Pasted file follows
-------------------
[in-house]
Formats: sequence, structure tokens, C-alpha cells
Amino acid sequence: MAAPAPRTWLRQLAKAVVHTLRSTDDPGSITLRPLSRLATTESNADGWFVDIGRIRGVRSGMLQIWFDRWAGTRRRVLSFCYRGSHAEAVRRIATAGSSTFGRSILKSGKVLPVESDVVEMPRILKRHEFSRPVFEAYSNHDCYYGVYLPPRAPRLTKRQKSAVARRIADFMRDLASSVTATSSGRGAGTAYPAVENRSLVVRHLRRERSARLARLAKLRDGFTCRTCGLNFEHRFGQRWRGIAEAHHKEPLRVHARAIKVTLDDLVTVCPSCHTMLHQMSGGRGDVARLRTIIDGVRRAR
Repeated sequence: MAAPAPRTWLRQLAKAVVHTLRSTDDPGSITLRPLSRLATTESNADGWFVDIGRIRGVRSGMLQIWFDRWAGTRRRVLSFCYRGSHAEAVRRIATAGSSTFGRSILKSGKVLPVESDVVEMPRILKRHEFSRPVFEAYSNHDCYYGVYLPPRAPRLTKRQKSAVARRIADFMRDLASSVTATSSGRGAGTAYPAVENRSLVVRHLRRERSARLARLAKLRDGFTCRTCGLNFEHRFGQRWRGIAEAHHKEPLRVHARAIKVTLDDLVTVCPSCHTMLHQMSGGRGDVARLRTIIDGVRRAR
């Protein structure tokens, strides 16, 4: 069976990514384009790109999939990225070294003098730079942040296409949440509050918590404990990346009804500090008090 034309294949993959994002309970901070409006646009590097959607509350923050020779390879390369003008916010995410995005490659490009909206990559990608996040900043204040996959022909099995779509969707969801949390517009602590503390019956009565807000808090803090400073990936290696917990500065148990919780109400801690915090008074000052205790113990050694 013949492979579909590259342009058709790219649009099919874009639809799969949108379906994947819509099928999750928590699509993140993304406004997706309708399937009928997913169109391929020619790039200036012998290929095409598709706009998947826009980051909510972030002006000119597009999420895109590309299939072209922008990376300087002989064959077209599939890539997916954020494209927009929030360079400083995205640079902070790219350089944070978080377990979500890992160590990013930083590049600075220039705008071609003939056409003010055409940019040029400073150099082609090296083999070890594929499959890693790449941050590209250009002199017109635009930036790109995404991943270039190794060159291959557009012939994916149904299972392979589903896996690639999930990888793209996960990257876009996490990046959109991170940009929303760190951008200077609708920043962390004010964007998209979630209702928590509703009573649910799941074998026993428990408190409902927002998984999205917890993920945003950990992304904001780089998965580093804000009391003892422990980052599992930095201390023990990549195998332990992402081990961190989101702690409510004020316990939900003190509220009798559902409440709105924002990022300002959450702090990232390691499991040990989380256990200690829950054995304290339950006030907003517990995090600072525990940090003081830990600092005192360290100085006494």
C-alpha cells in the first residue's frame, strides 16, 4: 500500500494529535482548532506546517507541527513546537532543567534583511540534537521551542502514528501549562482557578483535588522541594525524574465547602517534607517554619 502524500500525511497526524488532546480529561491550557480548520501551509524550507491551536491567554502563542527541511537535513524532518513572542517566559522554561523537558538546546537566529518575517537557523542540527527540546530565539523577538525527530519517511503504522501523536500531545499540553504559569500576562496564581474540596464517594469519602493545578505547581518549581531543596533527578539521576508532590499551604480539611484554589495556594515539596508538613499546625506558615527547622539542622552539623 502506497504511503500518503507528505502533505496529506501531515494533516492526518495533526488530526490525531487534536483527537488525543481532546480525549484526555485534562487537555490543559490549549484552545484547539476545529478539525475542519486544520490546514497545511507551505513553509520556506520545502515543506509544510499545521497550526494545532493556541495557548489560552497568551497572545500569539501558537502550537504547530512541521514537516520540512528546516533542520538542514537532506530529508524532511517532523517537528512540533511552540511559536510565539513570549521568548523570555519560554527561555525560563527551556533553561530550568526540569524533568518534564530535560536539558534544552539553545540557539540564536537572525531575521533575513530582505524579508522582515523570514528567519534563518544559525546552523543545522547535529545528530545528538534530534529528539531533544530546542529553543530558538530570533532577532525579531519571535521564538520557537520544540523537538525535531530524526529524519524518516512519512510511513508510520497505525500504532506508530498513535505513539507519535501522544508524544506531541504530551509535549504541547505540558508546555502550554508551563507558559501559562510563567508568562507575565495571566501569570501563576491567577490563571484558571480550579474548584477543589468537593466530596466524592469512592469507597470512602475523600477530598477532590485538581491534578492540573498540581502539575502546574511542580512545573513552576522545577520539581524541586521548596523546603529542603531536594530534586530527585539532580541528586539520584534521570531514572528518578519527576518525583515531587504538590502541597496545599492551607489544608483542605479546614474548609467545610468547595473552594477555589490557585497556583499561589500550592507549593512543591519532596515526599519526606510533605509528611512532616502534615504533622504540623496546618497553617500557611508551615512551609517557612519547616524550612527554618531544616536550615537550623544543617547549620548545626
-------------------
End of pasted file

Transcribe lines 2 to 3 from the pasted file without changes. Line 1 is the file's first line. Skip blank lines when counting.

Formats: sequence, structure tokens, C-alpha cells
Amino acid sequence: MAAPAPRTWLRQLAKAVVHTLRSTDDPGSITLRPLSRLATTESNADGWFVDIGRIRGVRSGMLQIWFDRWAGTRRRVLSFCYRGSHAEAVRRIATAGSSTFGRSILKSGKVLPVESDVVEMPRILKRHEFSRPVFEAYSNHDCYYGVYLPPRAPRLTKRQKSAVARRIADFMRDLASSVTATSSGRGAGTAYPAVENRSLVVRHLRRERSARLARLAKLRDGFTCRTCGLNFEHRFGQRWRGIAEAHHKEPLRVHARAIKVTLDDLVTVCPSCHTMLHQMSGGRGDVARLRTIIDGVRRAR